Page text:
By Diego Arguedas Ortiz
SAN JOSE (IPS) — For decades, executives and decision makers at major U.S. and European fossil fuel companies were aware that carbon dioxide (CO2) emissions caused global warming, but still provided millions in funding to boost disinformation campaigns and sponsor scientists who denied climate change.
As early as 1981, more than a decade before the first meeting of the United Nations Framework Convention on Climate Change (UNFCCC), leaders at oil giant Exxon acknowledged the connection between fossil fuels and climate change.
The revelations emerged as part of a report released by the Washington, D.C.-based Union of Concerned Scientists (UCS), called the Climate Deception Dossiers, which explores the tactics promoted by companies such as ExxonMobil, Shell, Peabody Energy, Chevron and Conoco-Phillips to undermine climate science.
“They were already factoring the risks of climate change in their business as early as 1981, and 34 years later they continue to lie to the people and undermining climate science”, Nancy Cole, Director of Campaigns for the UCS Climate and Energy Program and contributor to the report, told IPS.
The Dossiers show how Exxon and other major companies funded a vast disinformation campaign that included climate deniers, contrarian think tanks and public relations firms, with evidence pointing in their direction as recently as 2015.
“Their aim was to sell doubt. They don’t have to disprove climate change, [they] just have to make people believe there was not consensus,” said Cole.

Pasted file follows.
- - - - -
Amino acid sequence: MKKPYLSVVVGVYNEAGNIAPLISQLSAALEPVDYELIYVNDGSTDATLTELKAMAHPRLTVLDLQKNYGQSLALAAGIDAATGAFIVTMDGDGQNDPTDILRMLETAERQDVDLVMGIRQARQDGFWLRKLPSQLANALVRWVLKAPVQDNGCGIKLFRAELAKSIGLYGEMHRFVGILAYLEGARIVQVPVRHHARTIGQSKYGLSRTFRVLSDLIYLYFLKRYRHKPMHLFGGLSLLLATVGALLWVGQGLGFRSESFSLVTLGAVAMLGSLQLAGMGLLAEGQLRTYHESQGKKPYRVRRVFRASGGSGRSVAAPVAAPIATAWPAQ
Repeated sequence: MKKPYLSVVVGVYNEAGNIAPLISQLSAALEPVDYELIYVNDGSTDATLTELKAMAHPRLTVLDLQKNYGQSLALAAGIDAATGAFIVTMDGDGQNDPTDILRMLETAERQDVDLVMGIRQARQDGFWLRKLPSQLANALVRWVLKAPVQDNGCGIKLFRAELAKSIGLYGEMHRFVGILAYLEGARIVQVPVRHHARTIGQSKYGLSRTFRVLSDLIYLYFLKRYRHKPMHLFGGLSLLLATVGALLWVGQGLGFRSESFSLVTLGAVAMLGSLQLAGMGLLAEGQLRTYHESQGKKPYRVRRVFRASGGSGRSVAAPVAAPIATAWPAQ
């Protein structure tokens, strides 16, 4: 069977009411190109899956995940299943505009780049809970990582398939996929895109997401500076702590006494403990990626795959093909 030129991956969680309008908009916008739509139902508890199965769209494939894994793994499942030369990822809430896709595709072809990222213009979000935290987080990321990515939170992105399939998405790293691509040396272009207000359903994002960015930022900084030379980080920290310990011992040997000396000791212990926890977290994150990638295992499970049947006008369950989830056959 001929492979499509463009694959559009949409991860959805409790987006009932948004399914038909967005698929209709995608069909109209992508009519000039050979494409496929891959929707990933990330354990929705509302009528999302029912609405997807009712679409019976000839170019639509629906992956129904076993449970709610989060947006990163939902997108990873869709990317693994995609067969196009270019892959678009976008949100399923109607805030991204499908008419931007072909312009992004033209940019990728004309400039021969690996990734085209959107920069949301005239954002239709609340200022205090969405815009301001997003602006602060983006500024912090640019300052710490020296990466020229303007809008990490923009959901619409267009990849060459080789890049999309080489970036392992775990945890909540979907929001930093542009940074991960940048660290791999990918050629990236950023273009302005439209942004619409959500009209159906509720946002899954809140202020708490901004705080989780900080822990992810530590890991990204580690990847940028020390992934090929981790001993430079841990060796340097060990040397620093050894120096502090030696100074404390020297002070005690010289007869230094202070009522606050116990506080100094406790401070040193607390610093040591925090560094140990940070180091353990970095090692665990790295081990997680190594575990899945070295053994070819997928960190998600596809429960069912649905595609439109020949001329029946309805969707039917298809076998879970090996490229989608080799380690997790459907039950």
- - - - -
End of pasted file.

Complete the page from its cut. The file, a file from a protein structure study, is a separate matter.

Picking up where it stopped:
One of the climate rebukers is Wei-Hock “Willie” Soon, an engineer affiliated with the Harvard-Smithsonian Center for Astrophysics who received more than 1.2 million dollars in big-oil funding between 2001 and 2012 and whose salary relied exclusively on their grants, according to UCS.
For years, Soon’s academic papers have largely overstated the solar influence in global warming and have been methodically discredited by fellow researchers, scientific journals and the Intergovernmental Panel on Climate Change (IPCC), but have been used by conservative politicians and big oil companies to cast doubt on the climate consensus.
A 2014 e-mail by climate scientist Lenny Bernstein, an Exxon employee during the 1980s, revealed that the company was aware as early as 1981 of CO2 emissions. The oil giant decided against exploring the Natuna gas field, off the coast of Indonesia, after being alerted about the massive amount of CO2 trapped in it and the potential for future carbon-cutting regulations.
If exploited, its release would have been the single largest source of global warming pollution at the time, accounting to roughly one per cent of the world’s emissions in 1981.
“In the 1980s, Exxon needed to understand the potential for concerns about climate change to lead to regulation that would affect Natuna and other potential projects,” wrote Bernstein, a veteran of almost 30 years in the industry.
The full UCS report includes over 330 pages of document from around 85 internal company and trade association documents spanning 27 years.
For instance, during the 2009 discussion of the American Clean Energy and Security Act, which proposed a federal carbon emission reduction plan, the American Coalition for Clean Coal Electricity (ACCCE) hired a PR firm which forged letters from diverse organisations to lobby congressmen and women against the bill.
Another major player in the report is the American Petroleum Institute (API), self-proclaimed “only national trade association that represents all aspects of America’s oil and natural gas industry”.